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Chapter 8 : Membrane Adaptations of (Hyper)Thermophiles to High Temperatures

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Abstract:

This chapter discusses the recent insights into the mechanisms of membrane adaptation of and to high temperatures, with an emphasis on the structure and function of the lipids that constitute the membrane of hyperthermophiles. The cytoplasmic membrane plays an essential role in many metabolic processes, energy transduction, and signaling. Membranes of bacteria mainly contain phospholipids with a core structure consisting of a glycerol, a three-carbon alcohol, to which two fatty acid acyl chains are linked via ester bonds. The archaeal membrane lipids differ in composition from those of bacteria in three important ways. First, the lipid acyl chains are joined to a glycerol backbone by ether rather than ester linkages. High temperatures impose a burden on the cellular metabolism and require a higher stability of enzymes and other macromolecules. Second, the acyl chains are branched rather than linear. Finally, the stereochemistry of the central glycerol is inverted as compared with the ester-based phospholipids. Ether links are far more resistant to oxidation and high temperatures than ester links. Consequently, liposomes prepared from archaeal tetraether lipids are more thermostable. respond to changes in ambient temperature through adaptations of the lipid composition of their cytoplasmic membranes. The thermoresistance and tolerance of the membranes of hyperthermophiles is likely a result of an interplay between lipids and proteins.

Citation: Driessen A, Albers S. 2007. Membrane Adaptations of (Hyper)Thermophiles to High Temperatures, p 104-116. In Gerday C, Glansdorff N (ed), Physiology and Biochemistry of Extremophiles. ASM Press, Washington, DC. doi: 10.1128/9781555815813.ch8

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Figures

Image of Figure 1.
Figure 1.

Schematic representation of the magnitude and composition of the proton motive force (PMF) and intracellular pH as a function of the extracellular pH for acido-, neutro-, and alkaliphilic bacteria. The compositions of the PMF, i.e., the transmembrane electrical potential (Δψ) and pH gradient (–ΔpH), are indicated separately. The scheme is a mosaic obtained from bioenergetic studies of various bacteria, but depending on the membrane proton permeability, the exact magnitude of the various components of the PMF may be different for individual species.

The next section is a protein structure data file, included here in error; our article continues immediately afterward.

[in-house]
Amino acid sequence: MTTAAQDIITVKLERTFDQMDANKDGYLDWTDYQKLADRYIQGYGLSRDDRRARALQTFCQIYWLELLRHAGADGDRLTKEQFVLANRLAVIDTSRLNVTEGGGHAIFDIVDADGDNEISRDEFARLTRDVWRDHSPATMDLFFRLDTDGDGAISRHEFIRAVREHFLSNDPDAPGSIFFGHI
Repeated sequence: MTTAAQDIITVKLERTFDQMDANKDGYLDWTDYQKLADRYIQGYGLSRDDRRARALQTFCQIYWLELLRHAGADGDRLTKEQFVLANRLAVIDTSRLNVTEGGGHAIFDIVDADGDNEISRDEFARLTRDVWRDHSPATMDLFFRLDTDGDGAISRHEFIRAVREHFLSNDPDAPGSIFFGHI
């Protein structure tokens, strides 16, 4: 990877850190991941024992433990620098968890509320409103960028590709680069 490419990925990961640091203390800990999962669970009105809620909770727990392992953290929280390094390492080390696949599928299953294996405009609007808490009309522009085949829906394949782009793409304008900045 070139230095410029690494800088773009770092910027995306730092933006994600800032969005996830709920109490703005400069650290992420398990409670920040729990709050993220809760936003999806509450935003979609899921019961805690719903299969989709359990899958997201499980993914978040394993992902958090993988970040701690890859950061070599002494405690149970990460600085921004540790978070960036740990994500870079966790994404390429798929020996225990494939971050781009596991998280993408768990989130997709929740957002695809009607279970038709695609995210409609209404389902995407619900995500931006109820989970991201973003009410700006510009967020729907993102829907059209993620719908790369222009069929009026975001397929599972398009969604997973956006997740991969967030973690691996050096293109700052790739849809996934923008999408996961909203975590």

Citation: Driessen A, Albers S. 2007. Membrane Adaptations of (Hyper)Thermophiles to High Temperatures, p 104-116. In Gerday C, Glansdorff N (ed), Physiology and Biochemistry of Extremophiles. ASM Press, Washington, DC. doi: 10.1128/9781555815813.ch8
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Image of Figure 2.
Figure 2.

Model of a phospholipid membrane in the gel (A) and fluid (B) phase showing the high mobility of the acyl chains in the fluid membrane phase. The picture represents a slab image of 1-palmitoyl 2-oleoyl phosphatidyl choline bilayers that were obtained by molecular dynamics simulations as described by . The picture was generated with PyMOL (http://pymol.sourceforge.net/).

Citation: Driessen A, Albers S. 2007. Membrane Adaptations of (Hyper)Thermophiles to High Temperatures, p 104-116. In Gerday C, Glansdorff N (ed), Physiology and Biochemistry of Extremophiles. ASM Press, Washington, DC. doi: 10.1128/9781555815813.ch8
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Image of Figure 3.
Figure 3.

Core structures of phospholipids in bacteria and tetraether lipids in . (A) Diacylglycerol in bacteria; and the archaeal tetraether lipids; (B) caldarchaeol; (C) isocaldarchaeol; (D) calditoglycerocaldarchaeol; and (E) crenarchaeol.

Citation: Driessen A, Albers S. 2007. Membrane Adaptations of (Hyper)Thermophiles to High Temperatures, p 104-116. In Gerday C, Glansdorff N (ed), Physiology and Biochemistry of Extremophiles. ASM Press, Washington, DC. doi: 10.1128/9781555815813.ch8
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Image of Figure 4.
Figure 4.

Freeze-fracture (A, C) and freeze-etch (B, D) replicas of and of lipid vesicles. Freeze-fracture of (A) and lipid (B). The tetraether lipid vesicles show no fracture face as they form monolayers that cannot be cut in the middle of the membrane. Freeze-etching of (C) and lipid (D), showing the surface of the vesicles. The arrow indicates the direction of shadowing. Bar = 200 nm. Taken from with permission.

Citation: Driessen A, Albers S. 2007. Membrane Adaptations of (Hyper)Thermophiles to High Temperatures, p 104-116. In Gerday C, Glansdorff N (ed), Physiology and Biochemistry of Extremophiles. ASM Press, Washington, DC. doi: 10.1128/9781555815813.ch8
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Image of Figure 5.
Figure 5.

Schematic presentation of the proton permeabilities of membranes from and that live at different temperatures. Data were obtained by measuring the proton permeabilities of liposomes made of the lipids of the respective organisms at different temperatures. At the respective growth temperatures, the proton permeabilities fall within a narrow window (gray bar). The bacteria and have a permeability that is higher than that in the other organisms at their respective growth temperature. From and adapted, with permission.

Citation: Driessen A, Albers S. 2007. Membrane Adaptations of (Hyper)Thermophiles to High Temperatures, p 104-116. In Gerday C, Glansdorff N (ed), Physiology and Biochemistry of Extremophiles. ASM Press, Washington, DC. doi: 10.1128/9781555815813.ch8
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